Actors in Scala

Actors in Scala are available through the scala.actors library. Their implementation is a great testament for the expressiveness of Scala: all functionality, operators and other language constructs included, is implemented in pure Scala, as a library, without requiring changes to Scala itself.

The same sample application, this time written in Scala can be seen below:

 

Actors in Scala
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import scala.actors.Actor
import scala.actors.Actor._

case class Inc(amount: Int)
case class Value

class Counter extends Actor {
    var counter: Int = 0;

    def act() = {
        while (true) {
            receive {
                case Inc(amount) =>
                    counter += amount
                case Value =>
                    println("Value is "+counter)
                    exit()
            }
        }
    }
}

object ActorTest extends Application {
    val counter = new Counter
    counter.start()

    for (i <- 0 until 100000) {
        counter ! Inc(1)
    }
    counter ! Value
    // Output: Value is 100000
}

 

We can see the following code: Lines 1 & 2 import the abstract Actor class (Note: This is actually a trait, a special composition mechanism used by Scala, but this is out of the scope of this article.) and its members (we need the ! operator for sending messages). Lines 4 & 5 define the Inc and Value} case classes, which will be used as message identifiers. The increment message has a parameter, as an example to demonstrate this ability.

Lines 7 till 21 define the Counter actor, as a subclass of Actor. The act() method is overridden, which provides the behavior of the actor (lines 10-20). This version of the counter actor is written using a more object-oriented style (though Scala fully supports the pure functional way, as shown in the Erlang example too). The state of the actor is maintained in an integer field counter. In the act() method, an endless receive loop is executed. This block processes any incoming messages, either by updating the internal state, or by printing its value and exiting.

Finally, on lines 23 till 32, we find the main application, which first constructs a counter, then sends 100.000 Inc messages and finally send it the Value message. The ! operator is used to send a message to an actor, a notation that was borrowed from Erlang.

The output of this program shows that the counter has been incremented up to a value of 100.000. This means that in this case all our messages were delivered in order. This might not always be the case: recall that there are no guarantees on the order of message delivery in the actor model.

The example above shows the ease with which actors can be used in Scala, even though they are not part of the language itself.

It also shows the similarities between the actors library in Scala and the Erlang language constructs. This is no coincidence, as the Scala actors library was heavily inspired by Erlang. The Scala developers have however expanded upon Erlangs concepts and added a number of features, which will be highlighted in the following sections.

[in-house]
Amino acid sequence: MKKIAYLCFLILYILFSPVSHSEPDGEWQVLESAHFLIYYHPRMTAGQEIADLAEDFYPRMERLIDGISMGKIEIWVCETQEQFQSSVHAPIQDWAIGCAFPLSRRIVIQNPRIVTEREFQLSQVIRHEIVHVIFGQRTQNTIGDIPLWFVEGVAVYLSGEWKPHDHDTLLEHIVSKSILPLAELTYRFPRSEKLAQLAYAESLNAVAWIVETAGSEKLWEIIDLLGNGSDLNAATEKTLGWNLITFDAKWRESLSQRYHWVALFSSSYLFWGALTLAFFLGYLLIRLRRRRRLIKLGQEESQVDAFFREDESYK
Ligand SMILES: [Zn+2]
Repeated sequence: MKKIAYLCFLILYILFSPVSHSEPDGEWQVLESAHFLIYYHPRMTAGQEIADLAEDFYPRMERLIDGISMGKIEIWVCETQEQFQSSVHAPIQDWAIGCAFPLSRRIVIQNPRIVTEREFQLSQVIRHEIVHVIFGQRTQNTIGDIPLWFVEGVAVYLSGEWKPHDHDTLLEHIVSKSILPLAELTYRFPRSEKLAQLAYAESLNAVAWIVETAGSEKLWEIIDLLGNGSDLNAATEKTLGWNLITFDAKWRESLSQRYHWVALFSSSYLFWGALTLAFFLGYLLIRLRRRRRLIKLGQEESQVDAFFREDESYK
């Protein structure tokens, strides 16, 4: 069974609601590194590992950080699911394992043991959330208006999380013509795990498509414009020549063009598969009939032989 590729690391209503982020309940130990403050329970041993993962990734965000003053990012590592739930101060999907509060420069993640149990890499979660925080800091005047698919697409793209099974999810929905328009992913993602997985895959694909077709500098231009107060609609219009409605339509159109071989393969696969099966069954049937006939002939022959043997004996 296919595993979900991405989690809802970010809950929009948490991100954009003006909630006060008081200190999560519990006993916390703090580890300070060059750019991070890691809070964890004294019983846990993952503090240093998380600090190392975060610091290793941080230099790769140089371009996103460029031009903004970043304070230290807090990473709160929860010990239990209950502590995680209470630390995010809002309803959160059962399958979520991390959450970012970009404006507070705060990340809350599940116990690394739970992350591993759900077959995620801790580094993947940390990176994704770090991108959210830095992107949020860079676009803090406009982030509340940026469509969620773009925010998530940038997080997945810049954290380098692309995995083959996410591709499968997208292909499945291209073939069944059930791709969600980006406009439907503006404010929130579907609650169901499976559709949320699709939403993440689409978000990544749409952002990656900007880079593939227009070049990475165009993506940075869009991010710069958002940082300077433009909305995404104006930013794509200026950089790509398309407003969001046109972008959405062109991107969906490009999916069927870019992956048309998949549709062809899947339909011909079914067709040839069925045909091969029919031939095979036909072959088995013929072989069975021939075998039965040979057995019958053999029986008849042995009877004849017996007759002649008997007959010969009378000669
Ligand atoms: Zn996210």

Replies

The authors of scala.actors noticed a recurring pattern in the usage of actors: a request/reply pattern [9]. This pattern is illustrated below. Often, a message is sent to an actor and in that message, the sender is passed along. This allows the receiving actor to reply to the message.

To facilitate this, a reply() construct was added. This removes the need to send the sender along in the message and provides easy syntax for replying.

Normal request/reply
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receive {
    case Msg(sender, value) =>
        val r = process(value)
        sender ! Response(r)
}
Request/reply using reply()
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receive {
    case Msg(value) =>
        val r = process(value)
        reply(Response(r))
}

reply() construct is not present in Erlang, where you are forced to include the sender each time you want to be able to receive replies. This is not a bad thing however: Scala messages always carry the identity of the sender with them to enable this functionality. This causes a tiny bit of extra overhead, which might be too much in performance critical applications.

Synchronous messaging

Scala contains a construct which can be used to wait for message replies. This allows for synchronous invocation, which is more like method invocation. The syntax to do this is shown below, to the right, contrasted by the normal way of writing this to the left.

When entering the receive block, or upon using the !? operator, the actor waits until it receives a message matched by any of the case clauses. When the actor receives a message that is not matched, it will stay in the mailbox of the actor and retried when a new receive block is entered.

Waitin for a reply
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myService ! Msg(value)
receive {
    case Response(r) => // ...
}
Synchronous invocation using !?
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myService !? Msg(value) match {
    case Response(r) => // ...
}

Channels

Messages, as used in the previous examples, are used in a somewhat loosely typed fashion. It is possible to send any kind of message to an actor. Messages that are not matched by any of the case clauses will remain in the mailbox, rather than causing an error.

Scala has a very rich type system and the Scala developers wanted to take advantage of this. Therefore they added the concept of channels [9]. These allow you to specify the type of messages that can be accepted using generics. This enables type-safe communication.

The mailbox of an actor is a channel that accepts any type of message.